The aim of this study was to identify the mechanisms of hypocarnitinemia in patients treated with valproate.
Plasma concentrations and urinary excretion of carnitine, acetylcarnitine, propionylcarnitine, valproylcarnitine, and butyrobetaine were determined in a patient starting valproate treatment and in 10 patients on long-term valproate treatment. Transport of carnitine and valproylcarnitine by the proximal tubular carnitine transporter OCTN2 was assessed in vitro.
In the patient starting valproate, the plasma carnitine and acetylcarnitine levels dropped for 1–3 weeks and had recovered after 3–5 weeks, whereas the plasma levels of propionyl and valproylcarnitine increased steadily over 5 weeks. The renal excretion and excretion fractions (EFs) of carnitine, acetylcarnitine, propionylcarnitine, and butyrobetaine decreased substantially after starting valproate. Compared with controls, patients on long-term valproate treatment had similar plasma levels of carnitine, acetylcarnitine, and propionylcarnitine, whereas valproylcarnitine was found only in patients. Urinary excretion and renal clearance of carnitine, acetylcarnitine, propionylcarnitine, and butyrobetaine were decreased in valproate-treated compared with that in control patients, reaching statistical significance for carnitine. The EFs of carnitine, acetylcarnitine, and propionylcarnitine were <5% of the filtered load in controls and were lower in valproate-treated patients. In contrast, the EF for valproylcarnitine approached 100%, resulting from a low affinity of valproylcarnitine for the carnitine transporter OCTN2 and competition with concomitantly filtered carnitine.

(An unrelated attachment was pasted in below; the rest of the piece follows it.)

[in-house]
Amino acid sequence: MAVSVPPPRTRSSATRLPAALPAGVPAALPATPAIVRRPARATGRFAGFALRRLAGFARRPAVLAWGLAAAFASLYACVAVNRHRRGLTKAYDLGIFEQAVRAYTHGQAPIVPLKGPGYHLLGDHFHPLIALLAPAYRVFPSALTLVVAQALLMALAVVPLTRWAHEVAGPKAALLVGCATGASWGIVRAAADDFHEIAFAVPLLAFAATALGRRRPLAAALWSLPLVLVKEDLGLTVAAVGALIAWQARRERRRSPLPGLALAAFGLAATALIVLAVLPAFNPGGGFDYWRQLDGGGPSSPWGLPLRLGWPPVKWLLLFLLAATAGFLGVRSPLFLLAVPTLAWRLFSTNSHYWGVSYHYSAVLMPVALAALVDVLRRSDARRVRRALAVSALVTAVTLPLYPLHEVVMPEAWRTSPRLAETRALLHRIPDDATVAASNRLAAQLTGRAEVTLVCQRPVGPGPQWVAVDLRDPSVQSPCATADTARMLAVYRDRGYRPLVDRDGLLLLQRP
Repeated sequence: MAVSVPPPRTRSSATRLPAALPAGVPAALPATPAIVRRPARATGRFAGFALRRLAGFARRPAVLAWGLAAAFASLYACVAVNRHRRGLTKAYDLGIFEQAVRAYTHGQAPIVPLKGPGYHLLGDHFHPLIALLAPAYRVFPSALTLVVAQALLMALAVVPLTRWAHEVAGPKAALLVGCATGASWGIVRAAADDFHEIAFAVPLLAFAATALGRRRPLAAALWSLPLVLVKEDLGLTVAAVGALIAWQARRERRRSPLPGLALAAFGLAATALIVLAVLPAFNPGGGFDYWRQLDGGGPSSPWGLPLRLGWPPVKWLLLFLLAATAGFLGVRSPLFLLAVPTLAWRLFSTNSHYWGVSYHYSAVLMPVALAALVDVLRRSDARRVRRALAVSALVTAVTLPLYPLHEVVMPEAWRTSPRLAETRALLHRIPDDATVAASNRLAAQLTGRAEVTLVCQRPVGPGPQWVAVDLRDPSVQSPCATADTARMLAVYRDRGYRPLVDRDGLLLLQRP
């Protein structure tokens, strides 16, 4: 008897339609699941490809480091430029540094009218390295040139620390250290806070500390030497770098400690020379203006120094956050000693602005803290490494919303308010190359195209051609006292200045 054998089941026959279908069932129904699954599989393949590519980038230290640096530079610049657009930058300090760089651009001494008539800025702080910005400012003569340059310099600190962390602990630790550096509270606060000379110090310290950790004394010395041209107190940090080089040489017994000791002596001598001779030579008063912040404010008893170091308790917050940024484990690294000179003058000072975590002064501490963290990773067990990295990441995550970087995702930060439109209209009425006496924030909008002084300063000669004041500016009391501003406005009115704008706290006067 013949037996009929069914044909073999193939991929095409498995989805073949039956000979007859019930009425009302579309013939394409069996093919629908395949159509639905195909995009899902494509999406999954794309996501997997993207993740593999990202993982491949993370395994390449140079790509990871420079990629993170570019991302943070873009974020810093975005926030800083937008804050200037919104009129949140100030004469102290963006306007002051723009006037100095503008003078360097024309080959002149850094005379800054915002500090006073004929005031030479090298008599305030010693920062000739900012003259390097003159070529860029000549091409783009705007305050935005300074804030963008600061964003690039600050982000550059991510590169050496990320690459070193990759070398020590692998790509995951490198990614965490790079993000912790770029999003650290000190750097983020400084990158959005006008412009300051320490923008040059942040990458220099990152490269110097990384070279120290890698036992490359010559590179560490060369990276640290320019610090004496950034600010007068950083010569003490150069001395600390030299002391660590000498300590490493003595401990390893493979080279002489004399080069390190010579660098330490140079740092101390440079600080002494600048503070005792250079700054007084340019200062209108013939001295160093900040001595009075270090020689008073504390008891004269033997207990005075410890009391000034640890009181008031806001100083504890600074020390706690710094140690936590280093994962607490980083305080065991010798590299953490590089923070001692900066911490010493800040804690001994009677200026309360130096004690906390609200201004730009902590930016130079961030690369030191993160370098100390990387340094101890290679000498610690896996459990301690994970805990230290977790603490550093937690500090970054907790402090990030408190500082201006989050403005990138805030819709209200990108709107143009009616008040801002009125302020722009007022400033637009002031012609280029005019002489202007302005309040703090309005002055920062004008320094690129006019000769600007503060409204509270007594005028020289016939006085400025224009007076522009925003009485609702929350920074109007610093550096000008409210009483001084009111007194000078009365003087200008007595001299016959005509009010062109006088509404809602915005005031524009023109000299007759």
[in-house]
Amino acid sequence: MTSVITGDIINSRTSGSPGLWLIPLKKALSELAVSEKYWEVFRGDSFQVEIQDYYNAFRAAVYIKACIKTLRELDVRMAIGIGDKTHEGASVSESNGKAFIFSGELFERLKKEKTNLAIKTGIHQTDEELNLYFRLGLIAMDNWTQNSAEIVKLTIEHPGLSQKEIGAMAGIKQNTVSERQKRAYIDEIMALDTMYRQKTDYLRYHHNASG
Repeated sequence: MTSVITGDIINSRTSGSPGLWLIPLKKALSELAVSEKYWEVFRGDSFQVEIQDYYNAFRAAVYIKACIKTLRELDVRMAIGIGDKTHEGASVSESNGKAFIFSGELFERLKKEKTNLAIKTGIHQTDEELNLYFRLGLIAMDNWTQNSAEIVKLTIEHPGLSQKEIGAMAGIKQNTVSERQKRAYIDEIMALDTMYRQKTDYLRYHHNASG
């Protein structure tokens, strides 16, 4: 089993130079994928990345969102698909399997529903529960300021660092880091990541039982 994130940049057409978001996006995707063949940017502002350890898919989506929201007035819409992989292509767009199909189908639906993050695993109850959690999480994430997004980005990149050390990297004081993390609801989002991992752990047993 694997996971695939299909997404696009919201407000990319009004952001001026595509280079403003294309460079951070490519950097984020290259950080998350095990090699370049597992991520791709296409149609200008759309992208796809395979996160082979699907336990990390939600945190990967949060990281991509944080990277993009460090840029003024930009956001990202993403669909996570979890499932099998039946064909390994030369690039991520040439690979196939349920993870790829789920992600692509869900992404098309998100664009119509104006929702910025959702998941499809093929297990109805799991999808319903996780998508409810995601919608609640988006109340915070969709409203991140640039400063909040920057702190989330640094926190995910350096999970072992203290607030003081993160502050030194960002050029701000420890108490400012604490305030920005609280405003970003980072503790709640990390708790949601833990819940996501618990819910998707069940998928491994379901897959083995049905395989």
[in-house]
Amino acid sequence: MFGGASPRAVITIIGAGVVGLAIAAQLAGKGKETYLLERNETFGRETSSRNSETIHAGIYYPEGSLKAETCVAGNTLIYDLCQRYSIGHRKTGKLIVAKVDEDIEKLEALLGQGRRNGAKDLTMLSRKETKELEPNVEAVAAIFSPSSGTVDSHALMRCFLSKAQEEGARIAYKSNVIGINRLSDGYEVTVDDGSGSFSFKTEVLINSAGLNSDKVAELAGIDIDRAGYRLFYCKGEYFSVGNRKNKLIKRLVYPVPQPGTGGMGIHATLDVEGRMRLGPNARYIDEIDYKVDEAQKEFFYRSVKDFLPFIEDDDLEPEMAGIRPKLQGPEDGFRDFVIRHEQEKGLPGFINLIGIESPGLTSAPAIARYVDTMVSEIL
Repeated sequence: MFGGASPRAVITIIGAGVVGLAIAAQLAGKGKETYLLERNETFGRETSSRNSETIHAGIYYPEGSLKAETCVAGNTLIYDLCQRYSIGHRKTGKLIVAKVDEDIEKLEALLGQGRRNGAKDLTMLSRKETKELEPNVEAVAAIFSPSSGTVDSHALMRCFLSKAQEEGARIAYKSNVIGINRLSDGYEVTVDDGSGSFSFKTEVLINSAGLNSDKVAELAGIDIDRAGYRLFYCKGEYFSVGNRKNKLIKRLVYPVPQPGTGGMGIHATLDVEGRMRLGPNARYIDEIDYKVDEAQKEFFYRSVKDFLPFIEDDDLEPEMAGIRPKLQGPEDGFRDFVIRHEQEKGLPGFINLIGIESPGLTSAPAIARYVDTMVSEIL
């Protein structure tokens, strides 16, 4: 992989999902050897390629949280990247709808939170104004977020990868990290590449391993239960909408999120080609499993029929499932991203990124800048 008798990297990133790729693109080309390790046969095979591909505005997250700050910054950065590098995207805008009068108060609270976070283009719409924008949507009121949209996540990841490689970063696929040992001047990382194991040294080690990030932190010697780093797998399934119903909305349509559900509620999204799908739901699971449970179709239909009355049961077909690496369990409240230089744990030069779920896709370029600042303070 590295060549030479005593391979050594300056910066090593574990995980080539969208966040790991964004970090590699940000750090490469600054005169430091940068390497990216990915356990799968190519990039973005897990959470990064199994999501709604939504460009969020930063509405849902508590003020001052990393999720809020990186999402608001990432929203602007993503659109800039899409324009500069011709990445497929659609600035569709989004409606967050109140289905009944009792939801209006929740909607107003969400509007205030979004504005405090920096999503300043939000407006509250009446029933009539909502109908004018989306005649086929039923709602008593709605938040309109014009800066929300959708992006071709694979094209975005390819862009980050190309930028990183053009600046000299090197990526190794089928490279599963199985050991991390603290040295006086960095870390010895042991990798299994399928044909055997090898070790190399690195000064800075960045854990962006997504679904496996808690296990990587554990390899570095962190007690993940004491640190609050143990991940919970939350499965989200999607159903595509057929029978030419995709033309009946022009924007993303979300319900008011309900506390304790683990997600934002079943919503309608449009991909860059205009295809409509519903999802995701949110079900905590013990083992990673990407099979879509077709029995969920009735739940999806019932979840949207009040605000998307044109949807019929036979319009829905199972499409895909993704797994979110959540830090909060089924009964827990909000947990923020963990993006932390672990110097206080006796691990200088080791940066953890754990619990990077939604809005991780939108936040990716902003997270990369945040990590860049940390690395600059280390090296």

The initial drop in plasma carnitine levels of valproate-treated patients is most likely due to impaired carnitine biosynthesis, whereas the recovery of the plasma carnitine levels is explainable by an increased renal expression of OCTN2. Renally excreted valproylcarnitine does not affect renal handling of carnitine in vivo.